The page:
So with a naturally aspirated, 430-hp flat six at my command – mated to a rapid-fire PDK transmission – I’d make the most of this brief opportunity.

Punch the throttle and you’ll notice an almost instant response, with the PDK upshifting later to take full advantage of its 325 lb/ft of torque. And with downshift rev matching, and the sport exhaust activated, each gear change delivers a sweet chorus of rumbles and pops.

Sport Plus holds gear changes even longer, and firms up the suspension. The 911 now responds to every prod of the pedal and you can feel a directness in the steering.

Porsche Stability Management (PSM), which I would soon rely on in the snow, has a higher threshold in Sport Plus, allowing some oversteer before reining in the back end.

Then the skies darkened as the early flakes began to fall.

In short order, the roads became wet and slick, but my tester’s big, sticky winter tires, and Porsche’s all-wheel-drive system (PTM) were up to the task.

It’s a feeling that didn’t change after a night of heavy snow.

The morning routes were no picnic, but were handled nicely by the 911. Especially once the plows took away the worst of it so that ground clearance wasn’t an issue.

targa 4

I’ve driven the rear-drive 911, and would never take it out in winter. It can be tail happy at best of times – which is fun in the summer – but not so much now.

And even though Porsche’s AWD is rear-biased, delivering sportscar handling on dry asphalt, it also reacts seamlessly and intuitively in the slop.

Not once did I get the car out of shape, mind you I wasn’t driving like a moron. And after a few kilometres, found it entertaining.

So did my kids, with my son seated up front (wanting to be seen in a 911) and my 74-lb daughter tucked comfortably in the otherwise cramped rear quarters. Don’t try jamming adults back there, as you may need the “jaws of life” to extract them.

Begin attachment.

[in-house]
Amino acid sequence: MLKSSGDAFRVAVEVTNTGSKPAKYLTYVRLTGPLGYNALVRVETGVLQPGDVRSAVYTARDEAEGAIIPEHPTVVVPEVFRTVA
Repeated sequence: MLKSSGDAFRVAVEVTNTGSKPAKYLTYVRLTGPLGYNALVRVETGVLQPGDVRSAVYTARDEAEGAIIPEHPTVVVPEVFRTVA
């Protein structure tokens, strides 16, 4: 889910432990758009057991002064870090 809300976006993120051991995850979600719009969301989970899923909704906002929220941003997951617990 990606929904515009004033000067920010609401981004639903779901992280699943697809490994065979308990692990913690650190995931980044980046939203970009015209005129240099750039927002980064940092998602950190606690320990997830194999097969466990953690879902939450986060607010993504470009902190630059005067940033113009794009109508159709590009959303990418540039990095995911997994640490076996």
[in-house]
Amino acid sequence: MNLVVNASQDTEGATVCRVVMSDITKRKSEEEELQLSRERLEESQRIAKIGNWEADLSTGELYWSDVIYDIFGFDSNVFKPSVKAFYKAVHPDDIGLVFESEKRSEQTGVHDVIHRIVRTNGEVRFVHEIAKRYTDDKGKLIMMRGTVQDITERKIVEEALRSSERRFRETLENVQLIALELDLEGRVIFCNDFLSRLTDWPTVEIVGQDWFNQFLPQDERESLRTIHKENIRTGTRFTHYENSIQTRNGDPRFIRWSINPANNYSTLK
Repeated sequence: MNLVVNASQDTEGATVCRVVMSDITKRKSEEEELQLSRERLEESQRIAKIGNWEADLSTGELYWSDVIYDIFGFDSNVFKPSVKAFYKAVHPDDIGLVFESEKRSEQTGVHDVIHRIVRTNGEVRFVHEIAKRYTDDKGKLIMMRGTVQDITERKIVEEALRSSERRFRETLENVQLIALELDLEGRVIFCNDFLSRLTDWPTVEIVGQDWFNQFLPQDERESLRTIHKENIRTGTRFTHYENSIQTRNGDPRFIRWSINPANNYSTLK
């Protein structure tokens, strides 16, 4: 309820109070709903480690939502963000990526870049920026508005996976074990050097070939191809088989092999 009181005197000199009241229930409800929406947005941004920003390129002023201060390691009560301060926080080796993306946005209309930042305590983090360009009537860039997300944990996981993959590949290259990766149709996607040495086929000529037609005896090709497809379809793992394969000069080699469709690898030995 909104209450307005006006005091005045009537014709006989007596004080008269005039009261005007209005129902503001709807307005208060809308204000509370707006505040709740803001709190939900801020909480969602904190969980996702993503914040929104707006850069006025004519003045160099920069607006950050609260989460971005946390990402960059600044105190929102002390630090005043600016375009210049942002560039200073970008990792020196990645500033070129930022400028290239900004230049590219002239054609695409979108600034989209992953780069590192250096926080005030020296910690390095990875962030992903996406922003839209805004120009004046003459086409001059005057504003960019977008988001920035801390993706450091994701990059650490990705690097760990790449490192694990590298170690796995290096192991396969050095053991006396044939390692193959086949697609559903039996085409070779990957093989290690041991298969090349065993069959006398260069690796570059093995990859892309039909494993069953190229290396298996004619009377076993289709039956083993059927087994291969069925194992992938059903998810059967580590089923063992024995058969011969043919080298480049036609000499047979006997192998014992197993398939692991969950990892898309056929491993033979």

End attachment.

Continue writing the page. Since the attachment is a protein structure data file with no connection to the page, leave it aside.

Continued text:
911 rear seats

If you’re wondering what’s meant by a “Targa” roof, consider it the halfway point between a fully convertible top and a sunroof.

Only the roof panels are stowed behind the 911’s back seats, with the wrap-around rear window (with no C-pillars) remaining. It was just fine at keeping out the cold.

Every time I review a 911, I end up looking for ways to come up with the cash. There’s no practical argument for what is essentially a two-seater sportscar with a cooler-sized trunk, but it is damned fun to drive.

Even in early March.

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Porsche Targa 4 GTS 2016 at a glance

BODY STYLE: Luxury 2+2 sports coupe

DRIVE METHOD: rear-engine, all-wheel-drive.

ENGINE: 3.8-litre naturally-aspirated, horizontally opposed six cylinder (430 hp, 325 lb/ft of torque) with seven-speed PDK automatic with sequential shift

CARGO VOLUME: 125 litres under the front bonnet

FUEL ECONOMY: (Premium) 12.8/9.3/11.2L/100 km (city/hwy/comb)

PRICE: base $151,500 (with seven-speed manual); $157,030 with seven speed PDK as tested; see website for available options

WEB SITE: www.porsche.com/canada